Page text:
We are pleased to announce that Nancy Nord, former Acting Chair of the United States Consumer Product Safety Commission, has joined OFW Law as Of Counsel. Nord is a nationally recognized expert on safety regulation and corporate compliance with a wealth of experience in both the public and private sectors.
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By Elliot Belilos
The U.S. Consumer Product Safety Commission (CPSC) recently filed an action in federal court against Michaels Stores, Inc., seeking civil penalties for allegedly untimely reporting injuries from a vase sold in the stores and, notably, for allegedly falsely reporting the incidents as a retailer rather than as the manufacturer of the product. According to the Complaint, Michaels misrepresented to the Agency the company’s role in the distribution chain, allowing another company, The Gerson Company (“Gerson”) to report as the manufacturer even though Michaels was the importer of record (and, as a result, the statutory “manufacturer”).
CSPC asserts that Michaels engaged Gerson to contract to have the vase made overseas exclusively for Michaels, but that Michaels was the importer of record, a fact that CPSC alleges Michaels withheld from the Agency in its 15(b) report. CPSC asserts that Michaels purposefully withheld that information so that Gerson would be the recalling entity, and that the recall would have been more successful had the more well known Michaels been the recalling entity.
This case bears watching as it moves forward. Certainly companies that are importers of record for products manufactured overseas need to understand that they are deemed to be the manufacturer of those products under the Consumer Product Safety Act (CPSA), and that any report to the CPSC should properly reflect their role in the distribution chain.
Elliot Belilos represents companies on consumer product safety compliance issues, including reporting obligations to the CPSC and corrective actions, up to and including recalls. Elliot can be reached at firstname.lastname@example.org.
By Elliot Belilos
On November 13, 2013, the U.S. Consumer Product Safety Commission (CPSC) issued a proposed interpretive rule concerning corrective action plans for “voluntary” recalls that may impact future voluntary consumer product recalls in two significant ways. First, CPSC proposes to make voluntary recall agreements that companies negotiate with CPSC legally binding. Second, CPSC proposes to permit the staff to require ongoing compliance programs as a component of such agreements.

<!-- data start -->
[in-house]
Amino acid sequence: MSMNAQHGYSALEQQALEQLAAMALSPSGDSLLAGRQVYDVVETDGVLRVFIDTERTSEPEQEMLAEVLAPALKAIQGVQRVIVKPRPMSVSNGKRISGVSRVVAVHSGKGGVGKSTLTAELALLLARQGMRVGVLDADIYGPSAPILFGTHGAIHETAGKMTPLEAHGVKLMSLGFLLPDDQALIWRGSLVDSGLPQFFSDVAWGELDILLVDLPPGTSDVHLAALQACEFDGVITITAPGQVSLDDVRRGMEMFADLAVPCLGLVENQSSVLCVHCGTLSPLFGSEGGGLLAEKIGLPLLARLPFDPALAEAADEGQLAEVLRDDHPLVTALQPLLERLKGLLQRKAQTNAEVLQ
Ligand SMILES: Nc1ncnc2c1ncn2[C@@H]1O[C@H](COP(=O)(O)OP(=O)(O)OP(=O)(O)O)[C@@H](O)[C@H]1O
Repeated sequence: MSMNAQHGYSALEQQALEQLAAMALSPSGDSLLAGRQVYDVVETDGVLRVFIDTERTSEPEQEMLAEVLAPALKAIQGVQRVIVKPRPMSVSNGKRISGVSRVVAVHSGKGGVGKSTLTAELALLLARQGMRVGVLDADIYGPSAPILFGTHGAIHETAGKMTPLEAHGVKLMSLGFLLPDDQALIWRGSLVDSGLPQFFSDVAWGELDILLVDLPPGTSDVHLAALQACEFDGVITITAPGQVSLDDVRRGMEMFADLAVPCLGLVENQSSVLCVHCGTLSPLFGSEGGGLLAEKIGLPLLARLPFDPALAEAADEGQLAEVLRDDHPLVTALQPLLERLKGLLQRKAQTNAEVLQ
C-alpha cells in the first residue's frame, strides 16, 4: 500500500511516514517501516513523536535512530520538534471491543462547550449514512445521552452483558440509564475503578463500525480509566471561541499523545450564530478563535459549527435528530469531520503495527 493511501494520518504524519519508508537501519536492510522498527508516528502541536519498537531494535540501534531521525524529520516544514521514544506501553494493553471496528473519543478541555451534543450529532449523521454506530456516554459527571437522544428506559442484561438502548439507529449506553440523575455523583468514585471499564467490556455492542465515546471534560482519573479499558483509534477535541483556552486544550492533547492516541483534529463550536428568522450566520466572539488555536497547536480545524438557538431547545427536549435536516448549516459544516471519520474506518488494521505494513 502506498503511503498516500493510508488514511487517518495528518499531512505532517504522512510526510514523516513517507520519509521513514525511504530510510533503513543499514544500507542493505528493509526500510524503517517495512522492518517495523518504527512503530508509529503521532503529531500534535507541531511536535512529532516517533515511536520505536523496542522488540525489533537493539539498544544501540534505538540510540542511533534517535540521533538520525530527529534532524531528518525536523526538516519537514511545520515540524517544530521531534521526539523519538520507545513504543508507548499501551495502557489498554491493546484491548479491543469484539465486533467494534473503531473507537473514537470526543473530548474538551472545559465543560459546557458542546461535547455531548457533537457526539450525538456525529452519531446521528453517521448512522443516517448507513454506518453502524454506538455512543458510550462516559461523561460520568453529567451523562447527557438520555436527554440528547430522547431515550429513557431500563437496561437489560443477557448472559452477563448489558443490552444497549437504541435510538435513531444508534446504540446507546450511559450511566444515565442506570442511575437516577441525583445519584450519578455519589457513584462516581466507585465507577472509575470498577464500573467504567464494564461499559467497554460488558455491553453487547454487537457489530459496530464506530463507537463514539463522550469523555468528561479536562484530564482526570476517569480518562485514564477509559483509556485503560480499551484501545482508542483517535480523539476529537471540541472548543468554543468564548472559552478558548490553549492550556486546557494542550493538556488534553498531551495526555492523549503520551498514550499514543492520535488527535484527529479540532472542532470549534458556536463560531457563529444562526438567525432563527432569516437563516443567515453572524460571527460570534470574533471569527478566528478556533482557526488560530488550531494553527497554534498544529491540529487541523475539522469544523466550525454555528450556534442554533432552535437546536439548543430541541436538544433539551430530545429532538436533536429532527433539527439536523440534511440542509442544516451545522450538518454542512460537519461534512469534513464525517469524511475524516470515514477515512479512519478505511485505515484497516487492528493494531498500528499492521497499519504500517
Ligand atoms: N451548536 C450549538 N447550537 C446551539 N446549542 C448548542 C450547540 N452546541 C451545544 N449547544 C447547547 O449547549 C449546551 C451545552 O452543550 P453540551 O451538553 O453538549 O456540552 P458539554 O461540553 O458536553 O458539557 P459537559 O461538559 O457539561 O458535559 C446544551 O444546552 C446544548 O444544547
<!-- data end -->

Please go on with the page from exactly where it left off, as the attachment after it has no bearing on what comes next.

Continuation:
Legally Binding Voluntary Recalls: Under the current regulation (16 C.F.R. § 1115.20(a)), voluntary corrective action plans – which identify the remedial actions a company intends to take, up to and including a product recall – have no legally binding effect. The proposed rule would make such corrective action plans binding, allowing the CPSC to go to federal court to enforce the terms of the agreement.
Compliance Programs: The proposed rule would also allow staff to insist that voluntary recall agreements require companies maintain ongoing compliance programs, defining the terms of such compliance programs such as levels and frequency of internal and third-party testing. The proposed rule provides examples of circumstances that might warrant a compliance program, as well as examples of requirements that may be included in a compliance program. The proposed rule also sets forth enforcement measures CPSC may take to remedy violations, including seeking injunctive relief, specific performance, and sanctions.
Since the proposal was issued, there has been considerable debate in the product safety community as to (1) whether the CPSC has the authority to issue this rule as proposed, and (2) whether the proposal, if implemented, would create a deterrence for companies to come forward and propose a voluntary recall and/or slow down the recall process.
Comments on the proposed rule may be submitted to CPSC by February 4, 2014.
For more information on how this proposal may impact your company, please contact me at 202-518-6358 or email@example.com.